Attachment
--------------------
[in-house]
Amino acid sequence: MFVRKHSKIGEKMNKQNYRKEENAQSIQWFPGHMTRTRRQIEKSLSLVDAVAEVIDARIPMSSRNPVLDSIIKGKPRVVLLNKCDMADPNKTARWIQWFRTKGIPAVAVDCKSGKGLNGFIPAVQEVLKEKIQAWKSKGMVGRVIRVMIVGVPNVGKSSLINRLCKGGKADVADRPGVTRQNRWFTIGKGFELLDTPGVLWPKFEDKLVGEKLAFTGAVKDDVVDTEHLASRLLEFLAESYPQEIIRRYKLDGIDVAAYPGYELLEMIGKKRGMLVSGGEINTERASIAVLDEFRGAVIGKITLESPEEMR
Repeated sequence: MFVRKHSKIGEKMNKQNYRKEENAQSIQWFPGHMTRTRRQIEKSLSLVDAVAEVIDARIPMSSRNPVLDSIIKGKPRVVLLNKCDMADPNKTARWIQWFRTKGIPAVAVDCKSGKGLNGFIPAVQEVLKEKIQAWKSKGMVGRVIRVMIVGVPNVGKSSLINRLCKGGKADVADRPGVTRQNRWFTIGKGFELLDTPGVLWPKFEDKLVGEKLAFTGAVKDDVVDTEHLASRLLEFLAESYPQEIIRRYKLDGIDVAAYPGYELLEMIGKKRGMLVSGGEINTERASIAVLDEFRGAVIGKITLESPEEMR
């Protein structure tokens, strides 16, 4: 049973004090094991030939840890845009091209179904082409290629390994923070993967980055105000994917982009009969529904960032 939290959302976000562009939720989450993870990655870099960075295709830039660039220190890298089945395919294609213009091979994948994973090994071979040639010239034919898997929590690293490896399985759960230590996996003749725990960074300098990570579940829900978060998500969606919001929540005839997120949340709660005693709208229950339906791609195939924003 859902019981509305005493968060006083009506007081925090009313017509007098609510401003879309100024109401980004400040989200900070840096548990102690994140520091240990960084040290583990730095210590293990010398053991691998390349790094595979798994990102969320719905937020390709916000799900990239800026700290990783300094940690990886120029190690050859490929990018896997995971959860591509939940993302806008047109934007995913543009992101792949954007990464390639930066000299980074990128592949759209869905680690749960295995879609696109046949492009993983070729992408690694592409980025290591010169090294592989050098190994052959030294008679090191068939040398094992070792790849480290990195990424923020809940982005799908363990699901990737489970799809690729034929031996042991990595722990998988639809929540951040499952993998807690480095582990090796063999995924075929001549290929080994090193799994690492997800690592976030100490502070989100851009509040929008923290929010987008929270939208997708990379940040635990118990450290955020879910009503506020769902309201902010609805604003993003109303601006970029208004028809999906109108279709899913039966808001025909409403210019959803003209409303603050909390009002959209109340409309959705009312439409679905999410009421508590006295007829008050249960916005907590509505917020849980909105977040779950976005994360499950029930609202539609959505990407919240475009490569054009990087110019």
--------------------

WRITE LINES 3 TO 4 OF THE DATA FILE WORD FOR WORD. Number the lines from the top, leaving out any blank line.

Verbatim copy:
Repeated sequence: MFVRKHSKIGEKMNKQNYRKEENAQSIQWFPGHMTRTRRQIEKSLSLVDAVAEVIDARIPMSSRNPVLDSIIKGKPRVVLLNKCDMADPNKTARWIQWFRTKGIPAVAVDCKSGKGLNGFIPAVQEVLKEKIQAWKSKGMVGRVIRVMIVGVPNVGKSSLINRLCKGGKADVADRPGVTRQNRWFTIGKGFELLDTPGVLWPKFEDKLVGEKLAFTGAVKDDVVDTEHLASRLLEFLAESYPQEIIRRYKLDGIDVAAYPGYELLEMIGKKRGMLVSGGEINTERASIAVLDEFRGAVIGKITLESPEEMR
């Protein structure tokens, strides 16, 4: 049973004090094991030939840890845009091209179904082409290629390994923070993967980055105000994917982009009969529904960032 939290959302976000562009939720989450993870990655870099960075295709830039660039220190890298089945395919294609213009091979994948994973090994071979040639010239034919898997929590690293490896399985759960230590996996003749725990960074300098990570579940829900978060998500969606919001929540005839997120949340709660005693709208229950339906791609195939924003 859902019981509305005493968060006083009506007081925090009313017509007098609510401003879309100024109401980004400040989200900070840096548990102690994140520091240990960084040290583990730095210590293990010398053991691998390349790094595979798994990102969320719905937020390709916000799900990239800026700290990783300094940690990886120029190690050859490929990018896997995971959860591509939940993302806008047109934007995913543009992101792949954007990464390639930066000299980074990128592949759209869905680690749960295995879609696109046949492009993983070729992408690694592409980025290591010169090294592989050098190994052959030294008679090191068939040398094992070792790849480290990195990424923020809940982005799908363990699901990737489970799809690729034929031996042991990595722990998988639809929540951040499952993998807690480095582990090796063999995924075929001549290929080994090193799994690492997800690592976030100490502070989100851009509040929008923290929010987008929270939208997708990379940040635990118990450290955020879910009503506020769902309201902010609805604003993003109303601006970029208004028809999906109108279709899913039966808001025909409403210019959803003209409303603050909390009002959209109340409309959705009312439409679905999410009421508590006295007829008050249960916005907590509505917020849980909105977040779950976005994360499950029930609202539609959505990407919240475009490569054009990087110019």